With the guild box at this event, I found myself splashing into Azorius. Two of my big rare pulls, [mtg_card]Righteous Authority[/mtg_card] and [mtg_card]Detention Sphere[/mtg_card], seemed extremely helpful in maintaining control of the battleground. Considering my largest bomb was the intimidating [mtg_card]Utvara Hellkite[/mtg_card], I wanted to make certain I would see the turn in which the big guy hit the table. More often than not, however, I didn’t need him. As good as his synergy was with the aforementioned Hypersonic Dragon, most of the work was done by a [mtg_card]Stealer of Secrets[/mtg_card], usually enchanted with [mtg_card]Pursuit of Flight[/mtg_card]. Multiple Detain effects (Detain shuts a creature down for a turn) and other removal made fliers even more difficult to stop. At one point, I had a Stealer with Pursuit, [mtg_card]Knightly Valor[/mtg_card], and Righteous Authority enchanting her. This sort of thing saw me placing second overall in the event, with a record of 3-0-1. I split my prizes between packs and store credit, and opened a [mtg_card]Blood Crypt[/mtg_card], [mtg_card]Vraska the Unseen[/mtg_card], and [mtg_card]Epic Experiment[/mtg_card] among others.

Sunday Afternoon, 2 p.m.

Sundays during these weekends are different. Cyborg One runs Two-Headed Giant events, and with this pre-release, each team got two guild boxes to start with. I paired up with Jay Treat, mastermind of Wizard’s Familiar, to make the most of the event. He chose Selesnya while I continued to participate in these things FOR SCIENCE! He opened a [mtg_card]Grove of the Guardian[/mtg_card] to go with the one he had as a promotional foil, while I opened an [mtg_card]Armada Wurm[/mtg_card]. I also opened a second [mtg_card]Hypersonic Dragon[/mtg_card], and we began to formulate our plan. In essence, it fell to me to manage the early game, holding off aggression with [mtg_card]Frostburn Weird[/mtg_card]s and removal like [mtg_card]Street Spasm[/mtg_card] while he made preparations for his large token creatures. Once he had at least one out, he would Populate them as much as possible, generating additional tokens as part of several instant-speed spells, such as creating flying creatures with [mtg_card]Eyes in the Skies[/mtg_card] or making his creatures indestructible with [mtg_card]Rootborn Defenses[/mtg_card]. We felt prepared for just about anything.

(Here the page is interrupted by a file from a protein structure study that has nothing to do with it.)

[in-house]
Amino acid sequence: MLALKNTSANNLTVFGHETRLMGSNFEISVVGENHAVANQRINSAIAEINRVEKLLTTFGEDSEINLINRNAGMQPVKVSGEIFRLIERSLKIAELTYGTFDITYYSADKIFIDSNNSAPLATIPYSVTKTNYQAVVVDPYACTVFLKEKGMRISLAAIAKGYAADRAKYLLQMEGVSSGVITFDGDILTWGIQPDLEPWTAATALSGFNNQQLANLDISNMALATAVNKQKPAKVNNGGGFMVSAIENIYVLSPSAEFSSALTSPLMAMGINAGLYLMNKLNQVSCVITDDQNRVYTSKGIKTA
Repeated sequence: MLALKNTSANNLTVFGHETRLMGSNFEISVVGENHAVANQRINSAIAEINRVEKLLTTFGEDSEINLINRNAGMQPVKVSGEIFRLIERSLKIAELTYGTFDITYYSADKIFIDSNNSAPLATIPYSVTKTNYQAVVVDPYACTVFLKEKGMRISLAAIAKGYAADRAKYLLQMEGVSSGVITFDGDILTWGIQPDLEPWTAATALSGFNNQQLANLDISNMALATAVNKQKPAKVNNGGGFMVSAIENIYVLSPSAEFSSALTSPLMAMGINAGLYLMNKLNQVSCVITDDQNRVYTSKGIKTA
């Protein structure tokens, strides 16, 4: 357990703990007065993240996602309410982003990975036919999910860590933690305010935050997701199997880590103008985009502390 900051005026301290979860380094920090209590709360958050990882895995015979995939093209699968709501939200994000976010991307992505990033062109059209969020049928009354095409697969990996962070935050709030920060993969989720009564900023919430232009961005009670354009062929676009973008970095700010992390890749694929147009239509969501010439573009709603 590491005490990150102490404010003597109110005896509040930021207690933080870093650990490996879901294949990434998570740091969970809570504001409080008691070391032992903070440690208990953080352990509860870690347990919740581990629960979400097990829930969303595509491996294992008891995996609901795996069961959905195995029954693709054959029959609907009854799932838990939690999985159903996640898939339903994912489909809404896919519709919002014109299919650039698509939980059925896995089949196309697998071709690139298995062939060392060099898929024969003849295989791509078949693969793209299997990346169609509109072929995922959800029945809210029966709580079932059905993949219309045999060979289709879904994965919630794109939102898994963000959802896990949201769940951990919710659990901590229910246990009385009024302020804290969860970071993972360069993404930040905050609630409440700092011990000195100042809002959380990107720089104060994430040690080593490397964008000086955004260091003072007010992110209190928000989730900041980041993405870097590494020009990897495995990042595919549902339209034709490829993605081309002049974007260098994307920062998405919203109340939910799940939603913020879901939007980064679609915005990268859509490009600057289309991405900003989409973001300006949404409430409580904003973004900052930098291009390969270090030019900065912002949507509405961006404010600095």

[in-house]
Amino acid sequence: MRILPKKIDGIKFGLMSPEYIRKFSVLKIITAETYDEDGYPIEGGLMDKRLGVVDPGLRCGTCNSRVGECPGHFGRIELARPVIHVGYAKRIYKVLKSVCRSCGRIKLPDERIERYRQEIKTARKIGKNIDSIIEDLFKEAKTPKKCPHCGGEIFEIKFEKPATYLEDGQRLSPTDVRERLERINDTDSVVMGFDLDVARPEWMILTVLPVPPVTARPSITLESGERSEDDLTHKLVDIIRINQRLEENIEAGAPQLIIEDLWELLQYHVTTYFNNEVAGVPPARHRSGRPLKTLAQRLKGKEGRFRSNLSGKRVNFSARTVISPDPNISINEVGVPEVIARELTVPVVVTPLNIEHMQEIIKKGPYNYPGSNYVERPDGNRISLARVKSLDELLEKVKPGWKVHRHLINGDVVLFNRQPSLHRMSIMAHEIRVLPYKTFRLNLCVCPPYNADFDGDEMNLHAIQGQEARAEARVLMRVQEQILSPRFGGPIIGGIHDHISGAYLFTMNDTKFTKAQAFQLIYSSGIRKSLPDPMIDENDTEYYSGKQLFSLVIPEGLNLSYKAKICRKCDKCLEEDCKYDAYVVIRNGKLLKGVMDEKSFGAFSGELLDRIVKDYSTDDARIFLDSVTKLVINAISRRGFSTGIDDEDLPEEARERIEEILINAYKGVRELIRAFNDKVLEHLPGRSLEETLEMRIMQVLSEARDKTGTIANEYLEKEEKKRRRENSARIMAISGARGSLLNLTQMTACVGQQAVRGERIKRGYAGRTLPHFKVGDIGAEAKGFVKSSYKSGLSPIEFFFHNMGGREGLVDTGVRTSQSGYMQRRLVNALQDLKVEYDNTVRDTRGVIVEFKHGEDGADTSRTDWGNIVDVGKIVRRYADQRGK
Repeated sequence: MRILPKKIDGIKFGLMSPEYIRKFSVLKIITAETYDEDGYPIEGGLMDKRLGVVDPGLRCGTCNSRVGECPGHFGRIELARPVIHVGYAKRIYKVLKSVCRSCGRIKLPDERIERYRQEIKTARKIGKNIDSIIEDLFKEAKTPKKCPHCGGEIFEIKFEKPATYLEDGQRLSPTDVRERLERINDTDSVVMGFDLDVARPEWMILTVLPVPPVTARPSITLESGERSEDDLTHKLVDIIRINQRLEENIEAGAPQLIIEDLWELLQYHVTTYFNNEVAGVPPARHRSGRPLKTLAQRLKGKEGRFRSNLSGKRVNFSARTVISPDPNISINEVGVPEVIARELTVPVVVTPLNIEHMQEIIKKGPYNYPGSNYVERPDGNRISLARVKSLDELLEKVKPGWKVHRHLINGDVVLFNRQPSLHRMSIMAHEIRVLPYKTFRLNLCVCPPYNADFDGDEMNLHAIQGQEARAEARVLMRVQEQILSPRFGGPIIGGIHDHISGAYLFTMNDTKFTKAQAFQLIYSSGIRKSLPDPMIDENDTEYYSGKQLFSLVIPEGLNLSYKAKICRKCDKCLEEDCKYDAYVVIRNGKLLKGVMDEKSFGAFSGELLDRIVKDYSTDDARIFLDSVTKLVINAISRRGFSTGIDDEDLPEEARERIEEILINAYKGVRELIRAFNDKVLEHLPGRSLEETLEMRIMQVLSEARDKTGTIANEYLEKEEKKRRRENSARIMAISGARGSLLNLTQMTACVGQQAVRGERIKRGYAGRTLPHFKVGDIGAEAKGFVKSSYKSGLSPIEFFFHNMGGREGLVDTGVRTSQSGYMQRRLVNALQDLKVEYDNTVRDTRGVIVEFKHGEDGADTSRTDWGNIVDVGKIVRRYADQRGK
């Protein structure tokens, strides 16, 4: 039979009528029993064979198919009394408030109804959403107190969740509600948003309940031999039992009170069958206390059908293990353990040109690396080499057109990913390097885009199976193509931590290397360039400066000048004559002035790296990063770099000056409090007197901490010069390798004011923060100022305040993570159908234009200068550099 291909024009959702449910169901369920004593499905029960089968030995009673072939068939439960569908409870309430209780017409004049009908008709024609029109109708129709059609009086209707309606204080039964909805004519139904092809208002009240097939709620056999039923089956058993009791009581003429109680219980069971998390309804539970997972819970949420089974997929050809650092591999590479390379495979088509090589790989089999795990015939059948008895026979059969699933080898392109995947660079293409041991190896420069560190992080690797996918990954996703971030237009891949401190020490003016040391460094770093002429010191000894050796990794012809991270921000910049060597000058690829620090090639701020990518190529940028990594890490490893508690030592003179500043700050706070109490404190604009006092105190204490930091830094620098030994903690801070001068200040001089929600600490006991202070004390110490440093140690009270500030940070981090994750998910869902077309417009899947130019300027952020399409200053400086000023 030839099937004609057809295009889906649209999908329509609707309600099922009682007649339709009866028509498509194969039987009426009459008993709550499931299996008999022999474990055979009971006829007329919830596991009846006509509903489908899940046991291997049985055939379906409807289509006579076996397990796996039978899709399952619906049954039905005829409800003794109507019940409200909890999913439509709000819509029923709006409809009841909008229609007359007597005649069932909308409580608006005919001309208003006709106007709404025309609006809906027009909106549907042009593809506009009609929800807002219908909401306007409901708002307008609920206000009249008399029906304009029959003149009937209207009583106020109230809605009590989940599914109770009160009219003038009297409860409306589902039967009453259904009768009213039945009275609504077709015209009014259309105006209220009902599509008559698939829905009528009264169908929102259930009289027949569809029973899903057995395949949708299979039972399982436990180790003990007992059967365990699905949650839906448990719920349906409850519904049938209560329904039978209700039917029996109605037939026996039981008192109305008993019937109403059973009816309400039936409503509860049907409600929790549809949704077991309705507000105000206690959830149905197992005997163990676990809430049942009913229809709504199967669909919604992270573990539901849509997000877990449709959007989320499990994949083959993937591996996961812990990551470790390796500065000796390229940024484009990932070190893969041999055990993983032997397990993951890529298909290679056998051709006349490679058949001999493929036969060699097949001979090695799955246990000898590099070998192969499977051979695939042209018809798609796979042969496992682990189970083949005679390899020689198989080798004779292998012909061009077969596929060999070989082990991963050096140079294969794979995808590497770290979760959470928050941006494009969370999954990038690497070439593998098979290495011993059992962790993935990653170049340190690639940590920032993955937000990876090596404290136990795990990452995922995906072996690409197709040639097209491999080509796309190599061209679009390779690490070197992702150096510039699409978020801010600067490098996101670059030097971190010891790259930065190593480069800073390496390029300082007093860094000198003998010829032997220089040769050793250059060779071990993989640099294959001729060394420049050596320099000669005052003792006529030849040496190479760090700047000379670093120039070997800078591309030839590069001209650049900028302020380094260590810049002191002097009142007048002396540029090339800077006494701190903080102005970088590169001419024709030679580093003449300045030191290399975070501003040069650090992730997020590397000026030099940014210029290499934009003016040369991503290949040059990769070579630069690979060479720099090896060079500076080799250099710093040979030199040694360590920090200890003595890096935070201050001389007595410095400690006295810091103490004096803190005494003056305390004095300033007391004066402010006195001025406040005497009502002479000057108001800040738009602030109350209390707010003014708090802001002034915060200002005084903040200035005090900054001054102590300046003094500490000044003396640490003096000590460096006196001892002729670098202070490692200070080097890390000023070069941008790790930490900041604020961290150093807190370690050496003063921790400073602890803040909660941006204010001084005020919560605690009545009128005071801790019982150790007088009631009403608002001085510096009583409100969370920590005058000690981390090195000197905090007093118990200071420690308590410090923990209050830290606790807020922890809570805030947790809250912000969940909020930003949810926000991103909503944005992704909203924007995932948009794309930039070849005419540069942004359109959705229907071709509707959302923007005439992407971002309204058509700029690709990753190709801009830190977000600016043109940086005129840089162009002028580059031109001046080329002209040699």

Our first game ended with a rules dispute, and while technically the win was ours, after all of the back and forth we offered our opponents a draw, rather than just cackling all the way to the winner’s circle. After that, though, all of our wins were legitimate, though some were a bit narrow. At one point, I had a Hypersonic Dragon on the field, and he had two Bird tokens and a Guardian token. While the Guardian did not fly, there was a [mtg_card]Rogue’s Passage[/mtg_card] available, which meant that, since our opponents had no way to block flying creatures, we could damage them with impunity. And with that mix of creatures, with every attack we were devastating their life total.

We placed first in the event. It may be the biggest prize pool I’ve ever won in Magic. I couldn’t have done it without such an exemplary partner.


With a very comfortable amount of store credit to my name, and after several good trades, I am now in a position to roar back into constructed Magic events. My Legacy deck is nearly complete, I have two Standard decks to finish, and I have a couple ideas for the Modern format. But that is a post for another time.